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Country Profile

The Republic of Yemen (YE) is governed by a bicameral legislature with its seat of government in Sanaa, the capital.  It is a member of the United Nations, UNESCO and the World Trade Organization (observers).

Yemen is the world’s 86th largest economy by GDP and has a population of 26,052,966.1  Internet users as of December 2013 stood at 5,210,593, or 20% of the population.2  As of December, 2012, the country had 495,440 Facebook users, or 2% penetration.3

In Q4 of 2012 the total number of mobile subscribers in Yemen was approximately 14,506,000 and in Q4 of 2013 the total was approximately 15,874,000, a year-on-year increase of 9.43%.4  This figure includes both contract and pre-paid connections.

Currently, the youth population (0 - 14 years) represents 41.7% of the population.5


As the poorest country in the Middle East with around 39% of the population living below the poverty line (Oct. 2012), Yemen’s telecommunications sector reflects this status, with a fixed-line penetration rate of only 5%.6

Yemen has two ISPs: YemenNet, a service of the government's Public Telecommunication Corporation (PTC)7 and TeleYemen's Y.Net, which is also part of the government's PTC but is managed by FranceTelecom8.  Despite this, the provision of Internet access to date has been monopolized by the State.  Y.Net sets rigorous restrictions for both ISPs, requiring them to limit the use of their services to prevent subscribers from accessing or transmitting certain content.  Y.Net’s Terms & Conditions state that "the customer shall not use the Y.Net service for any illegal purposes, nor for sending any message which is offensive on moral [...] grounds, or is abusive, of an indecent obscene or menacing character".9  Furthermore, transmitting or receiving live video or audio, or making similar demands on the capacity of the network, constitutes an unreasonable usage and is not permitted.  Finally, TeleYemen cautions subscribers that they will report "any use or attempted use of the Y.Net service which contravenes any applicable Law of the Republic of Yemen".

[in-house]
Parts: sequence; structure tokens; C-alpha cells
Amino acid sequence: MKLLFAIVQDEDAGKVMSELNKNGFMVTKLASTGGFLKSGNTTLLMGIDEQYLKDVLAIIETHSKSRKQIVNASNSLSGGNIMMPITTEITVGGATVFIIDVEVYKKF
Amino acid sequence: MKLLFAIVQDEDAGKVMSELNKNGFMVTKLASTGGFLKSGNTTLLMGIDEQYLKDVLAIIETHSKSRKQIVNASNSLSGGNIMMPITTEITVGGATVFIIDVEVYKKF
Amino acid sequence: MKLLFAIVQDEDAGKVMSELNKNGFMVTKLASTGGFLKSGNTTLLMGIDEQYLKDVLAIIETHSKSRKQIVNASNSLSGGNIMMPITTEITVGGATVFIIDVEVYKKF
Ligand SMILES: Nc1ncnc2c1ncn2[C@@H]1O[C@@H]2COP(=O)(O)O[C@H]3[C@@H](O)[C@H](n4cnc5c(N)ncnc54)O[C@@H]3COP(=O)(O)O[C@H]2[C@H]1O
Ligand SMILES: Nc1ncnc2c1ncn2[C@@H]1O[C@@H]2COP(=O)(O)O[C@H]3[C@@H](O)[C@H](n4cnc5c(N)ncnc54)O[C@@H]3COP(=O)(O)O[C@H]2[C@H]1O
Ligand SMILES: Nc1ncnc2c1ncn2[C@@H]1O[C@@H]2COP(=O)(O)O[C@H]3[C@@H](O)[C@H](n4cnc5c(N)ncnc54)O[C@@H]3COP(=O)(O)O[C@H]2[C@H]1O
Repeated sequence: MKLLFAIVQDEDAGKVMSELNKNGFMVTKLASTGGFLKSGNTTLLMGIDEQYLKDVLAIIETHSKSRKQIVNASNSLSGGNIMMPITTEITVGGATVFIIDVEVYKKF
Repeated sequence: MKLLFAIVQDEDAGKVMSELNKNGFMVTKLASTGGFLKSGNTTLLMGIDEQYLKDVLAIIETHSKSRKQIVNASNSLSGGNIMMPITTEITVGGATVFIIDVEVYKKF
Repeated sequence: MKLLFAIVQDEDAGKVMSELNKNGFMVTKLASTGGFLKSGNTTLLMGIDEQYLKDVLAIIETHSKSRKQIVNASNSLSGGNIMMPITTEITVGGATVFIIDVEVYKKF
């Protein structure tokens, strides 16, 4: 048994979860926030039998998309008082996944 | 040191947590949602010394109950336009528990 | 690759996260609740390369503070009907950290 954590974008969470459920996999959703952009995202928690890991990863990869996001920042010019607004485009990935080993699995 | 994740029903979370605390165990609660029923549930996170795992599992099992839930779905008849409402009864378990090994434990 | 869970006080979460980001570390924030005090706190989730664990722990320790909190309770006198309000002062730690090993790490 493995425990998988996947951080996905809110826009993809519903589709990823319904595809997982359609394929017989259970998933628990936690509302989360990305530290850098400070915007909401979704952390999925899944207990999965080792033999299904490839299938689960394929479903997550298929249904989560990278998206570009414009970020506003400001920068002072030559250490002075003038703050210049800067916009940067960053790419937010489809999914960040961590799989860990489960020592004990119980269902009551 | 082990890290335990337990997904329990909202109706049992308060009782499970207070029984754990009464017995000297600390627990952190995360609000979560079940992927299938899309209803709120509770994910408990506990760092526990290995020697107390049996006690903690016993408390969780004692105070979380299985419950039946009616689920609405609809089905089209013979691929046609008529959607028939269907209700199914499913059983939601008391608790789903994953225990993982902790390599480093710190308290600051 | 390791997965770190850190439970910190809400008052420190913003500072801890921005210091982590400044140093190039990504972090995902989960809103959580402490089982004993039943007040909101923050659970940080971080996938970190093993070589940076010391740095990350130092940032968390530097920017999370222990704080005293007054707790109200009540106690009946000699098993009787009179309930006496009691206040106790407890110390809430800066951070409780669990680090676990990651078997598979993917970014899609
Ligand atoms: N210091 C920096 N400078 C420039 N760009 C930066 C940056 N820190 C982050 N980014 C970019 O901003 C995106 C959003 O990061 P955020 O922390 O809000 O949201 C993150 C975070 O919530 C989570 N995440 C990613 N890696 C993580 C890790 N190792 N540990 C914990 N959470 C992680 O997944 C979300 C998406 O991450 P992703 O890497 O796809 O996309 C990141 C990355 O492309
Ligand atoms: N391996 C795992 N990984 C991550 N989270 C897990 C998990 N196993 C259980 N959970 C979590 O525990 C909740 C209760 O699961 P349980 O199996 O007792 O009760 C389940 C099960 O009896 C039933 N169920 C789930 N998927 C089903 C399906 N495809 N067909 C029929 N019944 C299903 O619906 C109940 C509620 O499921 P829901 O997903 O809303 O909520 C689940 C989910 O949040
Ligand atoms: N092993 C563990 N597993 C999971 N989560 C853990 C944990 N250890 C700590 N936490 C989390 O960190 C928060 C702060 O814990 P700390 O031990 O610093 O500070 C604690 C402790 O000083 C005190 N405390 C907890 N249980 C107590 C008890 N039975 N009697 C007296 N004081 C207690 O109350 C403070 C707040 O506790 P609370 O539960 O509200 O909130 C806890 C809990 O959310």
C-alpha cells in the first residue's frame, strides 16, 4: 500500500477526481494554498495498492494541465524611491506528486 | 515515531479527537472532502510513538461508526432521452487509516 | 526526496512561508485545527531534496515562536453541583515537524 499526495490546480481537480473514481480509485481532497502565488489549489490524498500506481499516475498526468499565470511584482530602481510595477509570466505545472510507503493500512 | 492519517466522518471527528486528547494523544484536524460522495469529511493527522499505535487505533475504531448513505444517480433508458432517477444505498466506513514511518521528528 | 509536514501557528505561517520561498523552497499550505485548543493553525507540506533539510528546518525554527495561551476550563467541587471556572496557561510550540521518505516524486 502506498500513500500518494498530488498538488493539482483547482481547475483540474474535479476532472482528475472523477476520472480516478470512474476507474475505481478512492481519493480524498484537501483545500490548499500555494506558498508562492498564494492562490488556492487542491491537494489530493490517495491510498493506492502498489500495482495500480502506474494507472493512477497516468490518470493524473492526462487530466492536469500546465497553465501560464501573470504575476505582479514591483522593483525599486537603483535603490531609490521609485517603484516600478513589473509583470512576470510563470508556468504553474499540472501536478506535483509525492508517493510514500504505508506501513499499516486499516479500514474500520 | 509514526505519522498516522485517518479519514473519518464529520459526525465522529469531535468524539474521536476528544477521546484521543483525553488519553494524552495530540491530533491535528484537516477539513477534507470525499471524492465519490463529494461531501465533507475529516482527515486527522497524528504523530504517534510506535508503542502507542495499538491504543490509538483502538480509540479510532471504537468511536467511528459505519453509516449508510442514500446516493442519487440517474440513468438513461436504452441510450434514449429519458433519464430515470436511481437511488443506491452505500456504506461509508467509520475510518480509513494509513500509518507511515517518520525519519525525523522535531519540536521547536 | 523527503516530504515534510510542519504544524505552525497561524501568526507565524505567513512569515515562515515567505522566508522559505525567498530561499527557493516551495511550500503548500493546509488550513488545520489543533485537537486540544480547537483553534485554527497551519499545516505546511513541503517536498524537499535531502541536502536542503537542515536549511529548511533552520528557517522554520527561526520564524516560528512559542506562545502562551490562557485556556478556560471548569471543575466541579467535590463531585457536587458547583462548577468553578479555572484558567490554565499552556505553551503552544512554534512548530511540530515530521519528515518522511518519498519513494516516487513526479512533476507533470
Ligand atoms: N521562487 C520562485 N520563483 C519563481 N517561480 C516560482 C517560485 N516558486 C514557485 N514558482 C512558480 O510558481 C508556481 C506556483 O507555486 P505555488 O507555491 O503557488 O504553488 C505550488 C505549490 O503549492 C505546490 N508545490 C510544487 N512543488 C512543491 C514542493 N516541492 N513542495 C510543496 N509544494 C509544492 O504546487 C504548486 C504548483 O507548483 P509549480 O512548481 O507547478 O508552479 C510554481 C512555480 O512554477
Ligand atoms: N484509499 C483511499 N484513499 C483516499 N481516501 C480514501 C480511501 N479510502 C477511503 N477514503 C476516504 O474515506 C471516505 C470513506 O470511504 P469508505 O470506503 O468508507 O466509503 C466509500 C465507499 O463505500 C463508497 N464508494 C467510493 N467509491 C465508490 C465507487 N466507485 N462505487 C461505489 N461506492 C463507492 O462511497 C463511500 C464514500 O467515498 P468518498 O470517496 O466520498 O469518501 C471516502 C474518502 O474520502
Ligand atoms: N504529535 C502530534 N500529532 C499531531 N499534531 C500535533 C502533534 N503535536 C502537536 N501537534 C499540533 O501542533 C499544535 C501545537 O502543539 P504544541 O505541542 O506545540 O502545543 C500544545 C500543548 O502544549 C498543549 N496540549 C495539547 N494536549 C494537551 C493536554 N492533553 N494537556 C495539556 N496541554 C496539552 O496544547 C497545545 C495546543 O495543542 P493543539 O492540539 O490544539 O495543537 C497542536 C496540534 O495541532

The Yemeni Ministry of Information (MoI) imposed physical restrictions on cyber cafés, the primary access location for many residents as Internet access at home is low.  For Internet café operators to be able to monitor the browsing activities of their customers, the MoI ordered partitions placed between computer workstations to be removed, and to make computer screens visible to the café owner.10  Occasionally, owners also use monitoring software to observe the online activities of clients.  In some cases, users are also required to submit personal information to the café owner before they are allowed to use the Internet.

In terms of legislation, in 2009 the Ministry of the Interior announced its efforts to prepare a draft law to combat cyber crime, but this initiative is still in its early stages.11  Other laws do not mention the Internet or technology as a means to commit crimes, but higher penalties are imposed in many cases where the victim is a child.